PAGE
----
If you’re looking for a way to save money, have fun, and use fresh flavours in your cooking, growing your own herbs is the way to go. Herbs add a lot of flavour to dishes, and are easy to grow in pots and containers. Plus, they’re also good for the environment and are a great source of vitamins.
Herbs make a wonderful addition to any garden, and they’re great for adding colour and texture to your home. They’re also a great source of fragrance, which can attract bees and butterflies to your garden.
You can plant them in a pot or planter, or put them in the ground if you have the space. Whatever you choose, it’s a good idea to buy a high-quality potting mix or soil for your indoor herb garden. The potting mix will help keep the moisture and nutrients your herbs need from leeching away as you water them.
A lot of herbs are pretty drought-tolerant, but others want the soil to be kept on the damp side. This includes herbs like savory, rosemary, thyme, and oregano. You can check the soil’s moisture by sticking your finger a little bit into it and then repeating the process when the soil feels dry again.
If your herbs aren’t getting enough sun, you can supplement their light with a grow light. This will ensure they receive the light they need to thrive.
Some herbs like full sun, while others prefer partial shade. Some of the easiest herbs to grow indoors are dill, cilantro, parsley, and basil, which only need four hours of sun per day.
These can be grown in a window box, a DIY mason jar herb garden, or a window-side table planter. Or try this wall-mounted grow light from Food52 that turns any nook into a sunny spot for plants.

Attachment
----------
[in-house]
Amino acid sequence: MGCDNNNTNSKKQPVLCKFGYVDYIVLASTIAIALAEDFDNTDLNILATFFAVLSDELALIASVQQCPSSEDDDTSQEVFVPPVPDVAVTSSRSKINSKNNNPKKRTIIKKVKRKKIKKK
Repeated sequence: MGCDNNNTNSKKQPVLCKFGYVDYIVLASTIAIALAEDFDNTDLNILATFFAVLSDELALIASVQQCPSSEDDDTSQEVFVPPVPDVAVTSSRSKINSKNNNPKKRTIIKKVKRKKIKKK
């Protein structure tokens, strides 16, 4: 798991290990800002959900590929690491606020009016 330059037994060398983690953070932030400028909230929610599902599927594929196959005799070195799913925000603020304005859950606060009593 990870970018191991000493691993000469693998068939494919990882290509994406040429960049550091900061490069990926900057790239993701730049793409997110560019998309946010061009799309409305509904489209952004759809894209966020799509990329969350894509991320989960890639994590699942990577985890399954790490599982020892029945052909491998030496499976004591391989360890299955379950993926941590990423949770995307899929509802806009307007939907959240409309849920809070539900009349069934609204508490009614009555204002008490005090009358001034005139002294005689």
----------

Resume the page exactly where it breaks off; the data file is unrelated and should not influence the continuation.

The most important thing is to choose a container that fits your herbs’ needs and is big enough for them to grow in. Some herbs have thick stems that can easily get stuck in a small pot, and you don’t want them to become overcrowded.
It’s best to start with smaller plants, and re-pot as the herbs grow. This will allow them to have more room to grow and will prevent the organic material in the potting mix from breaking down and making your herbs rot, according to EatingWell.
When you’re ready to transplant, don’t cut off more than a fourth of the plant at any one time. Otherwise, you’ll end up causing stress and killing your herbs.
Some herbs, such as chives, lemon balm, and mint, can overgrow or spread too quickly in a large container, so it’s best to place them in smaller containers or planters. This will allow them to flourish without consuming too much of your space and won’t harm the other herbs in your indoor herb garden, says gardening expert Charlie Nardozzi from EatingWell.
It’s also best to learn about the specific herb family that each of your plants belongs to. This will give you a better understanding of what the plants need to survive and how much sunlight, water, and fertilizer they need. You’ll know when it’s time to transplant and will have the knowledge you need to choose the right plant for your garden.
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